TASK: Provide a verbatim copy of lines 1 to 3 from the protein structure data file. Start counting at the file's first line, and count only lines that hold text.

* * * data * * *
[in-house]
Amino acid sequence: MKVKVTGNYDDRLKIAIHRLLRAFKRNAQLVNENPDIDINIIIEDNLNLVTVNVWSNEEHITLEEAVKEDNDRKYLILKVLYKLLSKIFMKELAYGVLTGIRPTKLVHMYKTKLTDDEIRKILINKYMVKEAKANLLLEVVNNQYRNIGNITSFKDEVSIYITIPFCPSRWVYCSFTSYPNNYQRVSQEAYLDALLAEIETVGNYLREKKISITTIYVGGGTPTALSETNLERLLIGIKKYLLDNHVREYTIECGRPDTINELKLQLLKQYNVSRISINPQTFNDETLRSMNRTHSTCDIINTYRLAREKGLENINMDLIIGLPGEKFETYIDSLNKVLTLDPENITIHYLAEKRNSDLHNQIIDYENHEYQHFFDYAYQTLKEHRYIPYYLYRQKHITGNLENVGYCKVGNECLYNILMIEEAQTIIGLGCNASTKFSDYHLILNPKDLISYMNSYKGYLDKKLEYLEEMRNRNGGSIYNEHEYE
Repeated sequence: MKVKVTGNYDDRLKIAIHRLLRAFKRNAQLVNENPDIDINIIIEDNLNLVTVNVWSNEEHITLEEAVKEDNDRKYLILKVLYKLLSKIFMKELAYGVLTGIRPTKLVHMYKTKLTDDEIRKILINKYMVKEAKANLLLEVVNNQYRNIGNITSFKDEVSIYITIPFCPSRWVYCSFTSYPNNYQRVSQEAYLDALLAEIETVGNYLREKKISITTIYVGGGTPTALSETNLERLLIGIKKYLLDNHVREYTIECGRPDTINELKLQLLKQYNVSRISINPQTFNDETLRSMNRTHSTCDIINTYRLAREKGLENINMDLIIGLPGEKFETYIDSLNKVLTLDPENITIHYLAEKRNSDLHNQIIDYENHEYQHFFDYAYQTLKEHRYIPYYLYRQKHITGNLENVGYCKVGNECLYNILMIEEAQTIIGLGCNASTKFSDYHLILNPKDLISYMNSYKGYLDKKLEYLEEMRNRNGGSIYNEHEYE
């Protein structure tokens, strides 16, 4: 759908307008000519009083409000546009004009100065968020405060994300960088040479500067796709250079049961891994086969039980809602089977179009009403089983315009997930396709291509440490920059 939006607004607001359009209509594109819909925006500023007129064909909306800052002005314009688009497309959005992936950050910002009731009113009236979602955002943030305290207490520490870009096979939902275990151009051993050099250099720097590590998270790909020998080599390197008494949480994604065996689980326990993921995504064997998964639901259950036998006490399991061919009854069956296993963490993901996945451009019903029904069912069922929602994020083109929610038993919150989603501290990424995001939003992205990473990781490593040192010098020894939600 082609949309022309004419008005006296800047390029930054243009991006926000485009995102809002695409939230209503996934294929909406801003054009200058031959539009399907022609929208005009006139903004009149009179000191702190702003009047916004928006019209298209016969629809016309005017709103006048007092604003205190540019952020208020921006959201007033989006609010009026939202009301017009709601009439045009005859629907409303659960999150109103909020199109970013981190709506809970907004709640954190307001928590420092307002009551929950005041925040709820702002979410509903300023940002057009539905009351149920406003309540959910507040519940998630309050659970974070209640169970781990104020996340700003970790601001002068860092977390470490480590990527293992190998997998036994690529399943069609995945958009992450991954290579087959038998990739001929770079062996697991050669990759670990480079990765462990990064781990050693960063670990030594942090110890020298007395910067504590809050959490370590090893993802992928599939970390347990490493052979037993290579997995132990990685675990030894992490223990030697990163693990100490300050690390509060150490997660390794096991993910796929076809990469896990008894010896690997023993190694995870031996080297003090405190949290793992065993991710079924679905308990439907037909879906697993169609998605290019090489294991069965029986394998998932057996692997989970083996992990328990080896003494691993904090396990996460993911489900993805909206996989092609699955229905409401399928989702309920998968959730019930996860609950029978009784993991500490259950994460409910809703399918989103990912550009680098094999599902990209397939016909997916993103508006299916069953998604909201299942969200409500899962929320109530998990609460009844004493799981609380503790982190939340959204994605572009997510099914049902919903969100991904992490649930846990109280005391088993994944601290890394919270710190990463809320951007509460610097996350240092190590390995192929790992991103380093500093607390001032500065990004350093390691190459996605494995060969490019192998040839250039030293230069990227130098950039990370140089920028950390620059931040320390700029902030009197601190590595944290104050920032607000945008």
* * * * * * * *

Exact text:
[in-house]
Amino acid sequence: MKVKVTGNYDDRLKIAIHRLLRAFKRNAQLVNENPDIDINIIIEDNLNLVTVNVWSNEEHITLEEAVKEDNDRKYLILKVLYKLLSKIFMKELAYGVLTGIRPTKLVHMYKTKLTDDEIRKILINKYMVKEAKANLLLEVVNNQYRNIGNITSFKDEVSIYITIPFCPSRWVYCSFTSYPNNYQRVSQEAYLDALLAEIETVGNYLREKKISITTIYVGGGTPTALSETNLERLLIGIKKYLLDNHVREYTIECGRPDTINELKLQLLKQYNVSRISINPQTFNDETLRSMNRTHSTCDIINTYRLAREKGLENINMDLIIGLPGEKFETYIDSLNKVLTLDPENITIHYLAEKRNSDLHNQIIDYENHEYQHFFDYAYQTLKEHRYIPYYLYRQKHITGNLENVGYCKVGNECLYNILMIEEAQTIIGLGCNASTKFSDYHLILNPKDLISYMNSYKGYLDKKLEYLEEMRNRNGGSIYNEHEYE
Repeated sequence: MKVKVTGNYDDRLKIAIHRLLRAFKRNAQLVNENPDIDINIIIEDNLNLVTVNVWSNEEHITLEEAVKEDNDRKYLILKVLYKLLSKIFMKELAYGVLTGIRPTKLVHMYKTKLTDDEIRKILINKYMVKEAKANLLLEVVNNQYRNIGNITSFKDEVSIYITIPFCPSRWVYCSFTSYPNNYQRVSQEAYLDALLAEIETVGNYLREKKISITTIYVGGGTPTALSETNLERLLIGIKKYLLDNHVREYTIECGRPDTINELKLQLLKQYNVSRISINPQTFNDETLRSMNRTHSTCDIINTYRLAREKGLENINMDLIIGLPGEKFETYIDSLNKVLTLDPENITIHYLAEKRNSDLHNQIIDYENHEYQHFFDYAYQTLKEHRYIPYYLYRQKHITGNLENVGYCKVGNECLYNILMIEEAQTIIGLGCNASTKFSDYHLILNPKDLISYMNSYKGYLDKKLEYLEEMRNRNGGSIYNEHEYE